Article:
Red wine is the kind of wine most people enjoy, despite not really understanding it. Although not many would like to admit it, most wine drinkers can’t tell the difference between a Pinot Noir and a Malbec. No worries! We are true believers of wine education sans embarrassment. If you want to know, you should always ask.
With hundreds of varieties of red wine grapes, there is only so much information to digest. There are simply as many facts to learn about red wine as grape varieties planted. And that’s alright because you’ll likely just encounter a handful of these varieties. Let’s delve into the flavors of the major types of red wine and explore their characteristics. Don’t forget that you will certainly find more red wine types beyond this list, but this fits the bill for a quick and easy red wine 101.
Major Types of Red Wine
Cabernet Sauvignon: widely recognized as one of the best varieties, cab is certainly the most well-known red wine grape among consumers. Grown all over the world, it is bold, high in acidity, savory and firm. Despite its worldwide recognition in cult winemaking, it rarely achieves greatness. Cab latches onto fat and salt perfectly—that is to say, it goes well with meats and steaks.
Merlot: easy on the palate, the softness of Merlot has made it an introductory wine for red wine drinkers. It is likeable, agreeable and versatile and encompasses watermelon, cherry, plum, herbal and strawberry flavors. Inherently luscious, soft and fruity, the Merlot yields a smoother texture for which it usually gets a bad rap. Do not let naysayers discourage you when compared to other wines, because Merlot is a powerful red wine type.
Malbec: let’s imagine the Cabernet Sauvignon and the Merlot fell in love and had a child, this one would be Malbec. Somewhere between the strength of a Cabernet and the softness of a Merlot lies this wonder. The best of both worlds, Malbec’s characteristics vary greatly depending on where it is grown and transformed. It usually affords a nice smokey, toasty flavor. As one of the blending grapes of Bordeaux, Malbec has risen to prominence all over the world.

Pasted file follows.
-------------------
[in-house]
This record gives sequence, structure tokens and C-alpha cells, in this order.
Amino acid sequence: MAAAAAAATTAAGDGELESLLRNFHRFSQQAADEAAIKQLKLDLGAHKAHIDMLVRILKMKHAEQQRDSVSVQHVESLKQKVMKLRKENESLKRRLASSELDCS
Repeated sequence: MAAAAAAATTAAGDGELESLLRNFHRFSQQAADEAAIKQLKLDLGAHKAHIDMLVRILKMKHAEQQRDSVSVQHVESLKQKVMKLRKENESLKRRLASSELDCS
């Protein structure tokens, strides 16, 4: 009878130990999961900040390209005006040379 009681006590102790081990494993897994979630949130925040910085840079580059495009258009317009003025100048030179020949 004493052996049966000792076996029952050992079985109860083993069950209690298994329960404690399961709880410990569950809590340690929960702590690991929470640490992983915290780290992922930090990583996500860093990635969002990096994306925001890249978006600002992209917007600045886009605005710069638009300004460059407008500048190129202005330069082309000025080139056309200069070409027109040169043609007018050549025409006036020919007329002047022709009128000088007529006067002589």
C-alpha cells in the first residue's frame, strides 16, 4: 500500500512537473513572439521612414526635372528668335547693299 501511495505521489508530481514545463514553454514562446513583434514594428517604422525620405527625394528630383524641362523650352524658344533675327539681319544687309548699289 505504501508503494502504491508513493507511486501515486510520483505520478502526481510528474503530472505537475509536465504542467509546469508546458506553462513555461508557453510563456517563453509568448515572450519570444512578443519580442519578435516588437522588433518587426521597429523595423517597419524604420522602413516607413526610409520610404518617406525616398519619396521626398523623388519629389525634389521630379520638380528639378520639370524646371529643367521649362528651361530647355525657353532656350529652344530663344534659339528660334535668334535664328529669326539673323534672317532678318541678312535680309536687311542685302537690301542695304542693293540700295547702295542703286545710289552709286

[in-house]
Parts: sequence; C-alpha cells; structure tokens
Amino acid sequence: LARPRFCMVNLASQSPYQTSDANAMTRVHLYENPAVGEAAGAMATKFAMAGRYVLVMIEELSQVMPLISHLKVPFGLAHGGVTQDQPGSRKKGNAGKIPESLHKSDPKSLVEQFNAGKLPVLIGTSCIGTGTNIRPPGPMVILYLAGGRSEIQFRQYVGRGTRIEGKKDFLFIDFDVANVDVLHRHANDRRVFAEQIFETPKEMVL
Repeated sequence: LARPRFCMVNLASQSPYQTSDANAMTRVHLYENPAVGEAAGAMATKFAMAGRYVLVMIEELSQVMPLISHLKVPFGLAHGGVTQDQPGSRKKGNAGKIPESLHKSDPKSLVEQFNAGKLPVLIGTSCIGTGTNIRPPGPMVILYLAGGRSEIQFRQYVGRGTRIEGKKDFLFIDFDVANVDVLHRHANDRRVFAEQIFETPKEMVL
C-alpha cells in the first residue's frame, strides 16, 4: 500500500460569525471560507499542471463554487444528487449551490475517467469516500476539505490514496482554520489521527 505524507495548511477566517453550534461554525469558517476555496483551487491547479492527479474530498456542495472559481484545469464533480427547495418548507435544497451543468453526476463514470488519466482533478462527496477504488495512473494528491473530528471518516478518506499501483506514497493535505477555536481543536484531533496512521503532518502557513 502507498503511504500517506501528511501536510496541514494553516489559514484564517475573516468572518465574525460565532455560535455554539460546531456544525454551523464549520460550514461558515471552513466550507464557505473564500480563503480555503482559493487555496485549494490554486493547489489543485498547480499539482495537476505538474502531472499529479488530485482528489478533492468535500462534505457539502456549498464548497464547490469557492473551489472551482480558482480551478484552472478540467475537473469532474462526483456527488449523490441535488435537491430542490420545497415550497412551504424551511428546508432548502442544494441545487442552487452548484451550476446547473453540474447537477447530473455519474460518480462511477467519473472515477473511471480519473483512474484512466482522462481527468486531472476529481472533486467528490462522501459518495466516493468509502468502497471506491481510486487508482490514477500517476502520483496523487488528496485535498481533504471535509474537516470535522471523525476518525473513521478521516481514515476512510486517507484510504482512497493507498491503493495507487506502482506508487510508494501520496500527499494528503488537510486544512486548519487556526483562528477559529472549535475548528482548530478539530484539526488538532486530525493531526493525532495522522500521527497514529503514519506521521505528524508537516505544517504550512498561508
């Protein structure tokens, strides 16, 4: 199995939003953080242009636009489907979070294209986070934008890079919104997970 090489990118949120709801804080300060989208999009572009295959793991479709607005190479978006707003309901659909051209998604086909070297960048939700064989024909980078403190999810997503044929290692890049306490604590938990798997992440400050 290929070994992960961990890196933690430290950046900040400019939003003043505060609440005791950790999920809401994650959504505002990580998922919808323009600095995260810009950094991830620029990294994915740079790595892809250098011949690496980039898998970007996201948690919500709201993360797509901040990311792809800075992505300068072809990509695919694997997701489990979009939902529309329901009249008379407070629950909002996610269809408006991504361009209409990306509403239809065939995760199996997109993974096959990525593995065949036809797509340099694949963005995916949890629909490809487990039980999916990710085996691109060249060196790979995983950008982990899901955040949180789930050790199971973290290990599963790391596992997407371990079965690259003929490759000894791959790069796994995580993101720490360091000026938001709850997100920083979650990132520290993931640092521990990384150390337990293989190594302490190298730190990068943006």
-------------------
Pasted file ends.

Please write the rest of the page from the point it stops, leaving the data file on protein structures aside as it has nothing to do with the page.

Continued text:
Syrah or Shiraz: this wine boasts aromas and flavors of wild black fruit, with overtones of black pepper spice and roasted meat. The fruit sensations are complemented by warm alcohol and gripping tannings. In the United States, Syrah excels particularly in California. This variety can make some of the finest red wines in the world.
Grenache/Garnacha: a sterling variety, Grenache makes some of the greatest wines of Spain and Australia. An early- ripening grape, Grenache leans towards high alcohol and low acidity. It is perfect to create fruity, spiced, bold-flavored wines reminiscent of a softer version of Syrah. Grenache is best paired with pork, poultry, barbecue or fish. Lastly, Grenache is a signature wine variety of Spain as our international wine line VenToSpain proudly shows. Give it a sip!
Pinot Noir: supple, silky and fruity—but a tad more complex than a Merlot— Pinot Noir, trails behind the Cabernet in terms of overall wine popularity. It is one of the noblest red wine grapes, making some of the finest of Burgundy, Austria, California and Oregon. It’s excellent with grilled salmon, chicken, lamb and Japanese dishes. With its lighter body, if you want a sure thing but are also looking for something different, trust Pinot Noir in your glass.
Other Worthy Red Wine Types Mentions
As we have already said, there are plenty of red wine types to go around. If you really want to dive into the topic, you’ll find yourself overwhelmed by the amount of choices to discover. However, there are a few other red wine types worth highlighting. In our honorable mentions for red wine types we find the following:
- Zindanfel. It is considered “America’s variety” not found in many places outside the United States. Best suited for cheese-based foods such as pizza, lasagna, and the authentically American grilled cheese.
- Sangiovese. If Zindanfel is America’s red wine variety, Sangiovese is the Italian one. It is more tart, acidic and lighter in body than other styles. Being really dry and astringent, it goes better with food and not on its own.
- Barbera. Similar to a Merlot but not quite the same. Barbera boasts excellent acidity, juicy black cherry and plum fruit and a silky texture. It is widespread in California.
Choose VenToSpain for Your Next Spanish Red Wine
If you have never tasted Spanish wines before, it is never too late to give them a try. Are you curious about Spanish red wines? Check out our international wine line VenToSpain which has you covered with two distinctively Spanish red wine types. Our locally-produced Cabernet Sauvignon and Grenache pack all the flavor and unique personality of Spain into the bottle. Do not miss out on discovering what VenToSpain has in store for you!